This is the first "inter-solar" space opera I have ever read (or remember reading). The era of the setting is also interesting, neither the near future nor particularly far-flung. This is set at a time where space colonization has been going on for some years but mankind is still restricted to our solar system, intergalactic travels are still a dream, or a science fiction concept. The year is not indicated in the book so my guess is about 100 years from now, 200 tops!
The book is an interesting hybrid of noir detective and space opera, with a touch of Lovecraftian horror. The prose style is crisp and clear though without ever achieving elegance. The action sequences are very well described, scenes where the characters are inside a space ship under attack by another ship are quite vividly written, I can practically feel the scenery shaking like they do in star trek episodes. There is also an interesting contrast between commercial freighter and military spaceship. Both the space opera and the noir detective aspects of the book work reasonably well in the first half of the book, though I did find the pacing flag a bit from time to time.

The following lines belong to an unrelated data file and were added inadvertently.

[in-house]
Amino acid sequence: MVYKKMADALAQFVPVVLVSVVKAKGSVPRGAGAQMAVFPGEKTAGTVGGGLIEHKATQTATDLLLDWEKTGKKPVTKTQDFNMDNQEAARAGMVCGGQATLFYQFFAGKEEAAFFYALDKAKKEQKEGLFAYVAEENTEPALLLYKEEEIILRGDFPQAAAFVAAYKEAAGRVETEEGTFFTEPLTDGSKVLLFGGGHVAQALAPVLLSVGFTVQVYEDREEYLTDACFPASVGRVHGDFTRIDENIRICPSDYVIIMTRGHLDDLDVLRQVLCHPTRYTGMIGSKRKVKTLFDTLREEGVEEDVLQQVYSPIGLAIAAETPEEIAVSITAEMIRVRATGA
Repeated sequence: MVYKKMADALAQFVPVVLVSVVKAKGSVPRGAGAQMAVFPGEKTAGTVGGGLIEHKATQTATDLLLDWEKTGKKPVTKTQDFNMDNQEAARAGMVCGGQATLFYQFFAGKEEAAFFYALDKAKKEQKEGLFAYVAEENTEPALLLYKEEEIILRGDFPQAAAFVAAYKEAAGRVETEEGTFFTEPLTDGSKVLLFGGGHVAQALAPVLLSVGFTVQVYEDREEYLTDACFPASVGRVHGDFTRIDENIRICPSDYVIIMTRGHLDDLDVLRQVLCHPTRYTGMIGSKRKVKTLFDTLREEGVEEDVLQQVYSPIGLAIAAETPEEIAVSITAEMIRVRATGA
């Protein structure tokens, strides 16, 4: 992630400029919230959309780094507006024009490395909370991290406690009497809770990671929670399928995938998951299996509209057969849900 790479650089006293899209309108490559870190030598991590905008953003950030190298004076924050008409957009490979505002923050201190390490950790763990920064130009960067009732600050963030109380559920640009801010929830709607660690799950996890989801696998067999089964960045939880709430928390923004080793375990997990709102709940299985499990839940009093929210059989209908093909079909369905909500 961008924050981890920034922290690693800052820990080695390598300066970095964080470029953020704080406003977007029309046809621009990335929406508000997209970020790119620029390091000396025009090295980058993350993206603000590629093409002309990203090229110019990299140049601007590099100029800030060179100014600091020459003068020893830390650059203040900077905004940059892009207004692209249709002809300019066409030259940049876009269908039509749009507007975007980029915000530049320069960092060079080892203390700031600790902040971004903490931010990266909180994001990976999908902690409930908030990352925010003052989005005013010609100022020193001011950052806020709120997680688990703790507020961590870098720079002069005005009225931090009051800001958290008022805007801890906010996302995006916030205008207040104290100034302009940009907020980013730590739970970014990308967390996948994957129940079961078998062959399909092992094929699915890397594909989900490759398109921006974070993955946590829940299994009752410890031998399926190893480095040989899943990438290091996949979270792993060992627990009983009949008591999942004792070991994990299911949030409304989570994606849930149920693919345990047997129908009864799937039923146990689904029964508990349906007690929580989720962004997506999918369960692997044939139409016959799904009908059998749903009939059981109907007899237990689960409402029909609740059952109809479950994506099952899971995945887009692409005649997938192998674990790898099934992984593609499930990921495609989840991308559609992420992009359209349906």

Alternating chapters between two protagonist point of views is fine and it is easy to follow because there are only two of them, but I wish the authors had not subtitled every chapter with the name of the POV protagonist, switching back and forth between the two of them. This approach works well for their friend George R.R. Martin.
* James S. A. Corey is a pseudonym used by collaborators Daniel Abraham and Ty Franck.